Connecting Columbia Union Seventh-day Adventists

Adventist attorneys that participated in the Supreme Court Bar event (from left to right): Harold Cleveland Jr., Theodore Flo, Maria McPhaull, Leesa Thomas, Karnik Doukmetzian, Allison Dichoso, Jesus Uriarte, Josue Pierre, Meredith Jobe

8 Adventist Attorneys Admitted to the Bar of U.S. Supreme Court

Story by Adventist Review and Adventist News Network

The U.S. Supreme Court recently admitted eight Seventh-day Adventist attorneys–five of them from the Columbia Union Conference territory–as members to the bar.

General Counsel, Karnik Doukmetzian sponsored their admission and officially moved the names during the ceremony and Chief Justice John Roberts admitted the attorneys. Those admitted were Harold Cleveland Jr., a member of Allegheny West Conference; Allison Dichoso, a member of Pennsylvania Conference; Theodore Flo, a member of Potomac Conference; Maria McPhaull and Josue Pierra, members of Allegheny East Conference; Meredith Jobe, Leesa Thomas and Jesus Uriarte, Adventist members outside the Columbia Union.

Admission to the bar of the U.S. Supreme Court is significant for a several reasons: it is recognition that these lawyers have achieved the competence and experience to allow them to practice—to argue cases—before the Supreme Court. Rules of the Supreme Court specify that at least one member of any legal team arguing a Supreme Court case must be a member of its bar. 

In addition to being able to argue cases before the Supreme Court, membership in the Supreme Court bar allows lawyers who are admitted before the court to access limited seating for those wishing to personally attend a Supreme Court hearing. While the general public waits in relatively long lines to be seated as places are available, bar members are seated in a preferred area directly behind the attorneys arguing the case. Members of the Supreme Court Bar are also provided access to the court’s library for research and study.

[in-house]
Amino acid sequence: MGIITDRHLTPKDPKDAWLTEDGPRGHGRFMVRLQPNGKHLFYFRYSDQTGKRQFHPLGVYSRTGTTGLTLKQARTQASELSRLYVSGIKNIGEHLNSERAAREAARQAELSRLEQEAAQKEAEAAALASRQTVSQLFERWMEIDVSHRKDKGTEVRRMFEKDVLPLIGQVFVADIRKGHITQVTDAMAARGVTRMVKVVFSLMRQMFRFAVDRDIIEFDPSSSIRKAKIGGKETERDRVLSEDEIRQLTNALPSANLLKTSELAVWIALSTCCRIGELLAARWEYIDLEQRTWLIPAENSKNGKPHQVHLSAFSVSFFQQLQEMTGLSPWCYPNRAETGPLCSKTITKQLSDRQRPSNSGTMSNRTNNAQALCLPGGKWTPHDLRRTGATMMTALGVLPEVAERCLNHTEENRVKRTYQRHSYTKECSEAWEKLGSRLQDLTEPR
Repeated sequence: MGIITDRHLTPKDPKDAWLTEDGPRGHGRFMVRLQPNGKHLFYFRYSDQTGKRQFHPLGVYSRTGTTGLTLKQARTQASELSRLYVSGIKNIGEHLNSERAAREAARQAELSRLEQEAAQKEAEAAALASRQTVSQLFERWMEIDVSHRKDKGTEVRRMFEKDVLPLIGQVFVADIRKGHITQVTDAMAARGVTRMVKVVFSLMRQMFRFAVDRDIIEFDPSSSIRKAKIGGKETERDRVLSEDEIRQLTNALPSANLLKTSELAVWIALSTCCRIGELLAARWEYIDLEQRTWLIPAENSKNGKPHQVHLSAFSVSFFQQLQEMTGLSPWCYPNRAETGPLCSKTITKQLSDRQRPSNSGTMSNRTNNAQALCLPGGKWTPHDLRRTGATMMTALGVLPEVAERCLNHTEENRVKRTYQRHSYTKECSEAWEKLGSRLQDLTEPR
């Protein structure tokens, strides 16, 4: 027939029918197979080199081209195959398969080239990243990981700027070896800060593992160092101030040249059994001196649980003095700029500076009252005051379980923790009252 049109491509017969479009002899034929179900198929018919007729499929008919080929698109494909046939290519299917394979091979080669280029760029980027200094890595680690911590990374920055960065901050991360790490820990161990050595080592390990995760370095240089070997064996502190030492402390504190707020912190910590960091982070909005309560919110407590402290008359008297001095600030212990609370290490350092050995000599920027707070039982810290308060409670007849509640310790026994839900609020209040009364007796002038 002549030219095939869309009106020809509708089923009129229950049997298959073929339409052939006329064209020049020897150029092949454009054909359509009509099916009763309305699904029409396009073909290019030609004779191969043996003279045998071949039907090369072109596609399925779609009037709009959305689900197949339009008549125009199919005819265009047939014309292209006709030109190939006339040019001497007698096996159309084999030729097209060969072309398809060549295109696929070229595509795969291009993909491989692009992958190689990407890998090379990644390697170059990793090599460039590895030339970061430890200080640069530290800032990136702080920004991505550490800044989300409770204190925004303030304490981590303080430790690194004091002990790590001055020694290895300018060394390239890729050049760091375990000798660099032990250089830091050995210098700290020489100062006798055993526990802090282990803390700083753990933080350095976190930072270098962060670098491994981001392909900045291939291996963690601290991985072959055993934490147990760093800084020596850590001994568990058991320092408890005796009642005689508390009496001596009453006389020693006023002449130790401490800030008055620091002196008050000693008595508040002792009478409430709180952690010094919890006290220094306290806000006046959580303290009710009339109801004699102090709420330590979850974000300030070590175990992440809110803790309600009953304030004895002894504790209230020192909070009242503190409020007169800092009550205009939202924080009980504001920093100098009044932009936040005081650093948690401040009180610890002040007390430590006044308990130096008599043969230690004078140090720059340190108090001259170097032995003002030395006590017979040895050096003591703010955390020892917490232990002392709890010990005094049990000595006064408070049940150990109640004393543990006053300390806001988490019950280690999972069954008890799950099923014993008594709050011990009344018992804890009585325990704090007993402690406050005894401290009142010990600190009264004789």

Following the ceremony, the Adventist attorneys were able remain in the courtroom to hear a case being argued that morning before the full Supreme Court. The day also included a lite breakfast and lecture about the Court and its history. 

“The event was a great opportunity for Adventist attorneys from across the U.S. to connect with one another while sharing in a milestone together in being admitted as members of the legal fraternity of the highest court in the land,” concluded Doukmetzian. 

This article originally appeared on Adventist Review and Adventist News Network.

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